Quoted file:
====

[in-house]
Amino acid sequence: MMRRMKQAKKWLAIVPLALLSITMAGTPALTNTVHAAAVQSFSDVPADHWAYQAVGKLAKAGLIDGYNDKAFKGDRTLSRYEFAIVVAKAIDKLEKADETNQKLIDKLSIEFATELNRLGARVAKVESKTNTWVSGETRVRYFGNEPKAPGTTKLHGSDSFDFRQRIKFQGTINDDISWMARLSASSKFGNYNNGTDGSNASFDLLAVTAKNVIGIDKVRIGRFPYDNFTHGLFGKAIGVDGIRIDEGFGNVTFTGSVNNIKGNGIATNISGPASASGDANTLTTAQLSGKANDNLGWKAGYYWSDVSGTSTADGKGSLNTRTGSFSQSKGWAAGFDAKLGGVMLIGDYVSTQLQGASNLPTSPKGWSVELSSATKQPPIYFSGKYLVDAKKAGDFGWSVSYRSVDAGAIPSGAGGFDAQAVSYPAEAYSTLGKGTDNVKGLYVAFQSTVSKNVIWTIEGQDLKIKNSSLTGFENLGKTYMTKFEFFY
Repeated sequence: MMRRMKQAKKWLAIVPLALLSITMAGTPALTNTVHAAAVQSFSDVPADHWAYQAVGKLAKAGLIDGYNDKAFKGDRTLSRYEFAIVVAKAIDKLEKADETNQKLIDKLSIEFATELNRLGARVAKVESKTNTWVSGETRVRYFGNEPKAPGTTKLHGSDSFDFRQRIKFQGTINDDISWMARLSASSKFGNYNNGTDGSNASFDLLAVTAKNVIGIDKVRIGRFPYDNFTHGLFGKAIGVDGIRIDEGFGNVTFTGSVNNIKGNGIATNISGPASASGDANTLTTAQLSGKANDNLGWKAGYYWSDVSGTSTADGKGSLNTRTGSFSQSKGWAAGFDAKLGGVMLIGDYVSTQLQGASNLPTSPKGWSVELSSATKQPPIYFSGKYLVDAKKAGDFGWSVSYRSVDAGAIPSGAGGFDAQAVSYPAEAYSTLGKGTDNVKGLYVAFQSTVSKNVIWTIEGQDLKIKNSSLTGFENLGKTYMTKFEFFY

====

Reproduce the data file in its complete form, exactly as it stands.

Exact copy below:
[in-house]
Amino acid sequence: MMRRMKQAKKWLAIVPLALLSITMAGTPALTNTVHAAAVQSFSDVPADHWAYQAVGKLAKAGLIDGYNDKAFKGDRTLSRYEFAIVVAKAIDKLEKADETNQKLIDKLSIEFATELNRLGARVAKVESKTNTWVSGETRVRYFGNEPKAPGTTKLHGSDSFDFRQRIKFQGTINDDISWMARLSASSKFGNYNNGTDGSNASFDLLAVTAKNVIGIDKVRIGRFPYDNFTHGLFGKAIGVDGIRIDEGFGNVTFTGSVNNIKGNGIATNISGPASASGDANTLTTAQLSGKANDNLGWKAGYYWSDVSGTSTADGKGSLNTRTGSFSQSKGWAAGFDAKLGGVMLIGDYVSTQLQGASNLPTSPKGWSVELSSATKQPPIYFSGKYLVDAKKAGDFGWSVSYRSVDAGAIPSGAGGFDAQAVSYPAEAYSTLGKGTDNVKGLYVAFQSTVSKNVIWTIEGQDLKIKNSSLTGFENLGKTYMTKFEFFY
Repeated sequence: MMRRMKQAKKWLAIVPLALLSITMAGTPALTNTVHAAAVQSFSDVPADHWAYQAVGKLAKAGLIDGYNDKAFKGDRTLSRYEFAIVVAKAIDKLEKADETNQKLIDKLSIEFATELNRLGARVAKVESKTNTWVSGETRVRYFGNEPKAPGTTKLHGSDSFDFRQRIKFQGTINDDISWMARLSASSKFGNYNNGTDGSNASFDLLAVTAKNVIGIDKVRIGRFPYDNFTHGLFGKAIGVDGIRIDEGFGNVTFTGSVNNIKGNGIATNISGPASASGDANTLTTAQLSGKANDNLGWKAGYYWSDVSGTSTADGKGSLNTRTGSFSQSKGWAAGFDAKLGGVMLIGDYVSTQLQGASNLPTSPKGWSVELSSATKQPPIYFSGKYLVDAKKAGDFGWSVSYRSVDAGAIPSGAGGFDAQAVSYPAEAYSTLGKGTDNVKGLYVAFQSTVSKNVIWTIEGQDLKIKNSSLTGFENLGKTYMTKFEFFY